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IT'S NO SNOW JOB: SEASONED RESIDENTS HANDLE WINTER'S FIRST

SO I LOOK out the window Monday morning, and I notice it's here.
It's on the ground, it's falling from the sky. It's everywhere. Seems like it has been a long time since the hands last wrapped around a snow shovel, clutched the trusty windshield ice scraper (scraping device on one end, small broomlike fixture thoughtfully affixed to the other). Memories. From the corners of my mind. Frozen, white-colored memories. Of the way it was.

I don't care what the calendar says, it's winter. Monday, we got our first taste. There's no turning back.

I'm glad. Not glad that it will take three times as long to get to work. Not glad that cars will slide into each other.

I'm glad because there are many things that separate Buffalo from other places, one of the biggest of them is winter, and we do it so well.

Chamber of Commerce, hold your calls. Do not mistake this writer for the man from the National Sports Daily, who recently wrote of Buffalo: "There can't be a bleaker place on the continent to spend a winter."

That is the voice of someone who never has wintered in Moose Jaw, Saskatchewan, or Bismarck, N.D. I have a sister who lives in Madison, Wis. She says the tires on her car sometimes freeze to the ground.

One must admit, however, it gets dicey around here. And that it will be a long haul until the next time we see 60 degrees. And that, when the first blast hits, one mentally shifts into Low Expectations, in preparation for any of the various possibilities between now and April.

"It's like sleeting out now," says a guy in the elevator Monday afternoon. "But it's supposed to warm up and turn to rain, then get colder, so it will all freeze up."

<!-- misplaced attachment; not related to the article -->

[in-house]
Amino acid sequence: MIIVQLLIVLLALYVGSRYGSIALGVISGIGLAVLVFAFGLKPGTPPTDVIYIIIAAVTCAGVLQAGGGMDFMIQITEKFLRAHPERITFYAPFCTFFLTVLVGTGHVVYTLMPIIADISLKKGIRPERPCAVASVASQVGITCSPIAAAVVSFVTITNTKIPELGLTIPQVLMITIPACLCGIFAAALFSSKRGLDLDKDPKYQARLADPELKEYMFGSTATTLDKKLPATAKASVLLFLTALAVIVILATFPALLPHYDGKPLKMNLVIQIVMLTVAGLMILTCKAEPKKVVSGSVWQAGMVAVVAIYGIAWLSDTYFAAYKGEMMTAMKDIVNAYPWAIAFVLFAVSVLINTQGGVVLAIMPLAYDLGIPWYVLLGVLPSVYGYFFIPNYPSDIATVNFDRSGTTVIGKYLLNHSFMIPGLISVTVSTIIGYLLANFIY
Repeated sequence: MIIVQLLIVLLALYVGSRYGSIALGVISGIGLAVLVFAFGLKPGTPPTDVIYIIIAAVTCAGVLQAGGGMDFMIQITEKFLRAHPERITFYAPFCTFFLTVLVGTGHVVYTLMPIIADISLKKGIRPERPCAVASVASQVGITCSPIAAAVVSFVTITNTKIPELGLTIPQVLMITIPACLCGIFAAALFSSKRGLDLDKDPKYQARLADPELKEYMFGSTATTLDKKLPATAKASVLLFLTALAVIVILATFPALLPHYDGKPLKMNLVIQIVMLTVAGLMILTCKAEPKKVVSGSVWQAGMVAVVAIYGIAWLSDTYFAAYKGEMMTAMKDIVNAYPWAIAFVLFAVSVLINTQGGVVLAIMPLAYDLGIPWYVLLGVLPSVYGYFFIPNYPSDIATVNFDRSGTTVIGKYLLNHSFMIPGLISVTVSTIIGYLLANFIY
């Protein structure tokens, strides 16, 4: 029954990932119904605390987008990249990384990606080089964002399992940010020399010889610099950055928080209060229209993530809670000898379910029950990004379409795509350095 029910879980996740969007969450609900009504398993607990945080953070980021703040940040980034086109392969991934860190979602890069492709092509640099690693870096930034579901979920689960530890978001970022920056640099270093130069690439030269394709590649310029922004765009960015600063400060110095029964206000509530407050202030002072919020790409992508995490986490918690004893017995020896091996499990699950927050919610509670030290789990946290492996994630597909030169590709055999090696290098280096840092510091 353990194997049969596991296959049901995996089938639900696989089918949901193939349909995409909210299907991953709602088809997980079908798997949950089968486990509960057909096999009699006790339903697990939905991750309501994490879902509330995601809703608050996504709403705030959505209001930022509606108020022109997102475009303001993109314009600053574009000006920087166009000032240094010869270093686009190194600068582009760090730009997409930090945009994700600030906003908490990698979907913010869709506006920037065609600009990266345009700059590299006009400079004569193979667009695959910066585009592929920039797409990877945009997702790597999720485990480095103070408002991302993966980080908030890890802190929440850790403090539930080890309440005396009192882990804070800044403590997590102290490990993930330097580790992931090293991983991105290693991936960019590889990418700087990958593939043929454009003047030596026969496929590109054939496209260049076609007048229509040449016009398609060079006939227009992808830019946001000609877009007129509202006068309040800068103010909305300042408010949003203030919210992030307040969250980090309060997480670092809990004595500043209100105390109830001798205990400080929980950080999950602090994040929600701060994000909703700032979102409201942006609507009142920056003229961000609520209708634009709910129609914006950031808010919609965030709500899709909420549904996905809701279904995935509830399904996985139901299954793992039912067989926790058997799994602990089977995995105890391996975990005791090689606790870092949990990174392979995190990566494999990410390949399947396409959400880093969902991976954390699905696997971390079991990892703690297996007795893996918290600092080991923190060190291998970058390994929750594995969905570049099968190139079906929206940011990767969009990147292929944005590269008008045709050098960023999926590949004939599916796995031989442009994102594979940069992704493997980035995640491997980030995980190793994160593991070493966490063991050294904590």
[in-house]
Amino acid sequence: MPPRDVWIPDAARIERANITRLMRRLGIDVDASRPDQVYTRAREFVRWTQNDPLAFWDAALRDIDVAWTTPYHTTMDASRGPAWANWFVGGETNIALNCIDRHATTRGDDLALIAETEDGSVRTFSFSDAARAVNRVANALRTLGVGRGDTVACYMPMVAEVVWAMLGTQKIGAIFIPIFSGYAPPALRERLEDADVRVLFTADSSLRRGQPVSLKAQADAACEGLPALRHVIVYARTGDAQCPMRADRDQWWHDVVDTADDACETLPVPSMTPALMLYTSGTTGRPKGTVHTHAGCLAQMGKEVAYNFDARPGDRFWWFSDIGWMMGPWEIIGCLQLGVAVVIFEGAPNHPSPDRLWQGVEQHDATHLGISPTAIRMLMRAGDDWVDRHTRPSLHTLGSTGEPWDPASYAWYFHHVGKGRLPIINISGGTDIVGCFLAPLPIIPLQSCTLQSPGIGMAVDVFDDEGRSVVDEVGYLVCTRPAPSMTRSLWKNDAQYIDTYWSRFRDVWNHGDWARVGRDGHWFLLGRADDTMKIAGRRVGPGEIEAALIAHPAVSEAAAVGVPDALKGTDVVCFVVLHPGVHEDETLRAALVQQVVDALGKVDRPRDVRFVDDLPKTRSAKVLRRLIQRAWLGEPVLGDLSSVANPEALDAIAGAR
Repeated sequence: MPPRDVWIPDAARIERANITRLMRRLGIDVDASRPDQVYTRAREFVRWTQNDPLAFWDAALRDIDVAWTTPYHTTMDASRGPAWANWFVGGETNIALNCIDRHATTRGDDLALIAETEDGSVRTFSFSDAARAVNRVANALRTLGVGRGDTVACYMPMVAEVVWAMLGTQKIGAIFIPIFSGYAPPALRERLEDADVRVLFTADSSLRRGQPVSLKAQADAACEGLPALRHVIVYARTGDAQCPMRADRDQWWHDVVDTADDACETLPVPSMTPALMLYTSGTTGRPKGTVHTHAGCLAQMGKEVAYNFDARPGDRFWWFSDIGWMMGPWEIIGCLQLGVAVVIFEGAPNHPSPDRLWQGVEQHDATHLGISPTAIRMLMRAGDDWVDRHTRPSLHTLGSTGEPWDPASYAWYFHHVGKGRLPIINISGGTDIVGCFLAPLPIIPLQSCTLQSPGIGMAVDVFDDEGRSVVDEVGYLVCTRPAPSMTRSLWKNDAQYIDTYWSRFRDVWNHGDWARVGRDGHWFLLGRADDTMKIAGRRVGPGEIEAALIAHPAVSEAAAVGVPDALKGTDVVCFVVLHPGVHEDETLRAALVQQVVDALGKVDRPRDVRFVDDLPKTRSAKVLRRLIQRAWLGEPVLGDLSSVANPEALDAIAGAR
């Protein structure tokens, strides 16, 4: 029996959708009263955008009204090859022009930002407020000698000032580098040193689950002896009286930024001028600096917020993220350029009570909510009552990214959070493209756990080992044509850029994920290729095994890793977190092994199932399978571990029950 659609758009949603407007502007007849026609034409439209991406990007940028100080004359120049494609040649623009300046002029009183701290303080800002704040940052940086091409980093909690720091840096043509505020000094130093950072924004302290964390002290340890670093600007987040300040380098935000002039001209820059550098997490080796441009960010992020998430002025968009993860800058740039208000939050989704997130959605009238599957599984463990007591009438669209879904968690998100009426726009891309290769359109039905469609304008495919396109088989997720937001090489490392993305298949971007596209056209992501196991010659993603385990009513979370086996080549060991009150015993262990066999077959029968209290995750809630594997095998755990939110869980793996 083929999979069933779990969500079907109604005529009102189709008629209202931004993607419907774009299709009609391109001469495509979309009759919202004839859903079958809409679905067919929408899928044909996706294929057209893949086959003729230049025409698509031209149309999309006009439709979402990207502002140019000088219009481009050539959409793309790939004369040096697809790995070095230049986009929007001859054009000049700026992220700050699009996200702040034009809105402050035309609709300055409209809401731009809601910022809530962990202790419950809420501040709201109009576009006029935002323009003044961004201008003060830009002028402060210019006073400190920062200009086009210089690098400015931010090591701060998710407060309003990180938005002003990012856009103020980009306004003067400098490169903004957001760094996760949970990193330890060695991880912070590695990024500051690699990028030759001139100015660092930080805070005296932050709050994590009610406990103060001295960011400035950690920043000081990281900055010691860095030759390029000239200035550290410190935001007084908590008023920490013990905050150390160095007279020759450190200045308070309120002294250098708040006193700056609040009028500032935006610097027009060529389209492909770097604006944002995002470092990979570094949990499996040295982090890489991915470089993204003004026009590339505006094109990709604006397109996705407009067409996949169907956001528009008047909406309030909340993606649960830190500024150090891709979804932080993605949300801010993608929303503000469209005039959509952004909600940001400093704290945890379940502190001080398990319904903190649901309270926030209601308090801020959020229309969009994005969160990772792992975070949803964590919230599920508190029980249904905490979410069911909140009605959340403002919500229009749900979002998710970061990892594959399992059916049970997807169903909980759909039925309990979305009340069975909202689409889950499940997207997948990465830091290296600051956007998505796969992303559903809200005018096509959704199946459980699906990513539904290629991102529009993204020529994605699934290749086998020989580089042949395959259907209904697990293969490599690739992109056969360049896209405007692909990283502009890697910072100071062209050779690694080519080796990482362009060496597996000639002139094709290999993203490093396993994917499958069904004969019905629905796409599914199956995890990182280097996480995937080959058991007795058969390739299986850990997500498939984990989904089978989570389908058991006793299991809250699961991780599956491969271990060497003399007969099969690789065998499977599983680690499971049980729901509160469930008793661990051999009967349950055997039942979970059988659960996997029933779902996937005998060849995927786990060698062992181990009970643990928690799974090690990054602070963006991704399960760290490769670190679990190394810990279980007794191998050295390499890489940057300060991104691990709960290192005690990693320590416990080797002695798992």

There are two other people in the elevator, but there is no panic. This is the sort of report they have heard many times before. Buffalo means never being intimidated by a forecast.

Surprise quiz. The optimum vehicle for navigating on winter roads is:

a) A foreign car

b) A pickup truck

c) A four-wheel drive vehicle with waffle-iron tire treads.

d) A large, heavy, hopelessly out-of-date American sedan

The correct answer, as anyone who has ever driven on Route 400 in January realizes, is d.

We're talking a Delta 88. A Bonneville.

You can have the four-wheel drive with the anti-lock brakes, fog lights, hip-high tires. No machine ever built better handles a straight stretch of frozen highway than a big, clunky, gas-chugging American sedan from the late '70s with excessive body rust, piloted by a guy who looks like he hasn't slept in three days or shaved in four.

He's 20 pounds overweight, has a salami hero in one hand, the other is draped over the wheel, Bob Seger blasts out of the dashboard radio. He's wearing a camouflage jacket over a white T-shirt. The car weighs about 10,000 pounds and some obscure law of physics prevents it from doing the twist at excessive speed on an icy road.

Everyone is white-knuckling it in the right lane, trying to keep the wheels aligned with the two grooves of pavement where the snow has worn off. This guy is eating up the passing lane -- all white, no trace of asphalt -- like A.J. Foyt on a Pennzoil run. Do not get in this man's way. A flash of his brights, a blare of the horn, and you are spinning off onto the shoulder as he wails by, offering a single-finger salute. This is one image of winter.

There are more pleasant reveries. One of my favorite things is watching the national TV news after a freakish twist of the jet stream sends a blast of cold air below the Mason-Dixon Line.

See the tanned, languid residents of Charlotte or Atlanta startled by an inch or two of snow. See them play bumper cars with their $15,000 automobiles, twisting the wheel and spinning about. See their lives thrown into hopeless disarray by a meager flexing of nature's muscle.

Such pleasant visions almost make up for the idiots from elsewhere. The ones with the odd notions about how we live in this neck of the woods.

True story. A few years ago, a sporting event here attracted residents from other parts of the state. Among them was a middle-aged man from New York City, a newspaper reporter.

Now, one would assume he had seen something of life, had at least a loose grasp of basic geography and weather patterns. Yet, upon arrival at the designated site, he voiced surprise at the warmth in the Buffalo air. He said he had seriously considered bringing his winter coat.

It was late August.

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